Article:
As humans, we can be quite good at kidding ourselves, can’t we? Dab hands at pretending. Masters of the vague.  If you’re trying to lose fat (sorry, I never say lose weight, because it’s not our heaviness which is the point), then how much we eat and drink is important.  Tracking, counting and recording can be extremely enlightening as well as fruitful.  I’m not talking about an app where all you do is key in numbers.  Oh no, I’m talking the full journal experience where you note everything you eat and drink for a period of time.   It’s amazingly cathartic to write 150g cod loin oven baked with three slices chorizo, leeks, peas and half a sweet potato (approx 38g protein, 370 calories) – it makes you feel smug, like you handed in an essay ahead of the deadline.  Adding one red Lindor ball (72 calories and sod-all protein) is even better because it shows honesty and, let’s face it, control because the rest of the box is still in the cupboard. Well done!

In my experience as a fitness and fat-loss coach, two of the biggest hurdles clients face are a) snacking and b) alcohol consumption.  Eating tiny bits of this and that throughout the day make you feel like you’re not really eating. That leftover pasta on your daughter’s plate, the two teaspoons of peanut butter (out of the jar obv), the banana, the digestive biscuit(s) at that meeting all mount up. Then there’s the wine. The sound of glugging is a beautiful one, promising relaxation, de-stress and reward. (And a terrible night’s sleep). But, at the risk of being hailed as Annie ‘no fun’ Deadman, all of this might be the reason you’re not seeing the results you’re hoping for.  Our journal is also the perfect place to log emotions.  Confronting the words “Argued with husband. Ate four-finger kit-kat” is a confession but also a release which will help you in your quest for more structured eating. Writing a log of how you fuel your body isn’t obsession.  More gentle observation.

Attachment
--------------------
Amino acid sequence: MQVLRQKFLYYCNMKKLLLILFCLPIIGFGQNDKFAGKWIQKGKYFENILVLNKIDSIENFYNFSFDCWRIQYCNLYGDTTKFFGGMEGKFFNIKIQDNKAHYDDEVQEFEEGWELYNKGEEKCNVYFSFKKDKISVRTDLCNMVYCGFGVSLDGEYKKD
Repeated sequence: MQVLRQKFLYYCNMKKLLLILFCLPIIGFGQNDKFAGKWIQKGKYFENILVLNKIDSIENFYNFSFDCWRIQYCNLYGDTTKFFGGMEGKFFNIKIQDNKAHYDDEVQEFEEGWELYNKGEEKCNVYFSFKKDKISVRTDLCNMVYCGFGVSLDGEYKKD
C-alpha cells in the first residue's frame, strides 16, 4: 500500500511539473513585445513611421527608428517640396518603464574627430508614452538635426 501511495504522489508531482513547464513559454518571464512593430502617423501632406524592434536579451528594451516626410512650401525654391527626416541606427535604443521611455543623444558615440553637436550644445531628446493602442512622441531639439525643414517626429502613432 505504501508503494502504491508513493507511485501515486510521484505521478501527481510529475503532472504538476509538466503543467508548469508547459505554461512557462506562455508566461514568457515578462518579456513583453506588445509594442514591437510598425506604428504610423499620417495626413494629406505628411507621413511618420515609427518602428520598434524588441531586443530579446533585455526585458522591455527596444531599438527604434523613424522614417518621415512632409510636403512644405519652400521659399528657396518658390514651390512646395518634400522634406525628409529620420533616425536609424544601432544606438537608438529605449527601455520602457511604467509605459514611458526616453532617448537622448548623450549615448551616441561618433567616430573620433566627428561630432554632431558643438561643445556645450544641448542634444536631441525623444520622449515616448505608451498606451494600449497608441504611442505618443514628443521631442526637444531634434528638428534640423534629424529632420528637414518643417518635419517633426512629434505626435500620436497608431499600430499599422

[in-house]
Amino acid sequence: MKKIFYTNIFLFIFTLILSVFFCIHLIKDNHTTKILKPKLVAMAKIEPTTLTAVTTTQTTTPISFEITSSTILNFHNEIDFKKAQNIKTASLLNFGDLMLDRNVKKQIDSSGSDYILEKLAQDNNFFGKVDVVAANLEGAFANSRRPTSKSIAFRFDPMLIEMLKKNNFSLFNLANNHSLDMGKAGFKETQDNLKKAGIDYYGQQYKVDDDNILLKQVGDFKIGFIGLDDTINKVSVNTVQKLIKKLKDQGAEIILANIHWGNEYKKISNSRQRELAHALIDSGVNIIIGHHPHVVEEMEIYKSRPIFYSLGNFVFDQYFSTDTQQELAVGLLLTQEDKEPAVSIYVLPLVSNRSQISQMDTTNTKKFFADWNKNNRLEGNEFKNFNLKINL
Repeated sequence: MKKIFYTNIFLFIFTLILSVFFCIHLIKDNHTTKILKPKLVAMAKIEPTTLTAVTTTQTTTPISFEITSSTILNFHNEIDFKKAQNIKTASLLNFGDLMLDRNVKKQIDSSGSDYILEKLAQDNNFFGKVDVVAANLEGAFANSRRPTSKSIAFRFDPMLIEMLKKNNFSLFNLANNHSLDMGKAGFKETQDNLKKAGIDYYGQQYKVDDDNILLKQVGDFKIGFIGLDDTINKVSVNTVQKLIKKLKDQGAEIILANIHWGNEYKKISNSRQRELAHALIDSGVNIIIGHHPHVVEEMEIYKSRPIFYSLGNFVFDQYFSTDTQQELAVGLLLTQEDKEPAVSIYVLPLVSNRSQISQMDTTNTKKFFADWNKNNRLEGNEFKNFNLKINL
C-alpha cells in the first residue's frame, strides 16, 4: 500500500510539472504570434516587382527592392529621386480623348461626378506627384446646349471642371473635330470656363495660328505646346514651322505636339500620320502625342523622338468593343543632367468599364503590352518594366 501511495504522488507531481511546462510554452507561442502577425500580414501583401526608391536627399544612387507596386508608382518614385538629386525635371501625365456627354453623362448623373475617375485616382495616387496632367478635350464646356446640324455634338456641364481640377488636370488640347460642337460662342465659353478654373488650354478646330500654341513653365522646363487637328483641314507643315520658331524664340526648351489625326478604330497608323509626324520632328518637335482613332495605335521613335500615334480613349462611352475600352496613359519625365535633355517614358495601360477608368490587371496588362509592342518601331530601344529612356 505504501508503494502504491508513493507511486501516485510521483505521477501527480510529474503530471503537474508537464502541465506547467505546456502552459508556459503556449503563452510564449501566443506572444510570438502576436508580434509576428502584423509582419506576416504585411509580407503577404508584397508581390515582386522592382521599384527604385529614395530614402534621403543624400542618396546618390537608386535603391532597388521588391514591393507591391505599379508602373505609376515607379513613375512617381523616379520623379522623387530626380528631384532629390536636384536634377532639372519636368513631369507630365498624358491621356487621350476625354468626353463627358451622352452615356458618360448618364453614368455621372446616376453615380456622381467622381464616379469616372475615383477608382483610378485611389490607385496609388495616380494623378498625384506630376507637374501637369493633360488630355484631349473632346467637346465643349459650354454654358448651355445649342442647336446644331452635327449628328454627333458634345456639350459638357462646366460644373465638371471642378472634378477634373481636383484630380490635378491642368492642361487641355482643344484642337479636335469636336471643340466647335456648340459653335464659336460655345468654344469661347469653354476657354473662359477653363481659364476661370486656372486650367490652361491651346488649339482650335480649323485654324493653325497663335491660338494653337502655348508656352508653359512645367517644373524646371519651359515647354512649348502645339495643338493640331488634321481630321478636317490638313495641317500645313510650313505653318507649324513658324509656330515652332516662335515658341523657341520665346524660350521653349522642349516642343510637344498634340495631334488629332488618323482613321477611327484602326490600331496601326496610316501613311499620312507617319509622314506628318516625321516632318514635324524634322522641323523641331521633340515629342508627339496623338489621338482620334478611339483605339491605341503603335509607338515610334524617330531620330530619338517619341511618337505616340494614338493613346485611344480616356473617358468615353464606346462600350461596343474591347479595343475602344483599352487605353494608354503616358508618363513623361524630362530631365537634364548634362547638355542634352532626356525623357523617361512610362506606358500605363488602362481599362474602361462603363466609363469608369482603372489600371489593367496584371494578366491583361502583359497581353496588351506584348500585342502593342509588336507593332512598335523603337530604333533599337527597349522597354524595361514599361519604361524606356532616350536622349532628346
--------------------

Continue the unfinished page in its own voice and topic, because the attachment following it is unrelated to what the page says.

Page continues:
Give yourself a week.  Log absolutely everything you eat and drink.  Yes, even the left-over crusts in your children’s lunchboxes and the Malteser down the back of the sofa (complete with cat hair).  With no agenda, no shame, nothing.  It’s just a log. At the bottom of each day write a couple of lines about what sort of day you had and how hungry you felt.  Or was it even hunger?  (And if it was hunger, then try increasing your protein!).


(Originally written for Woman magazine June 2022)

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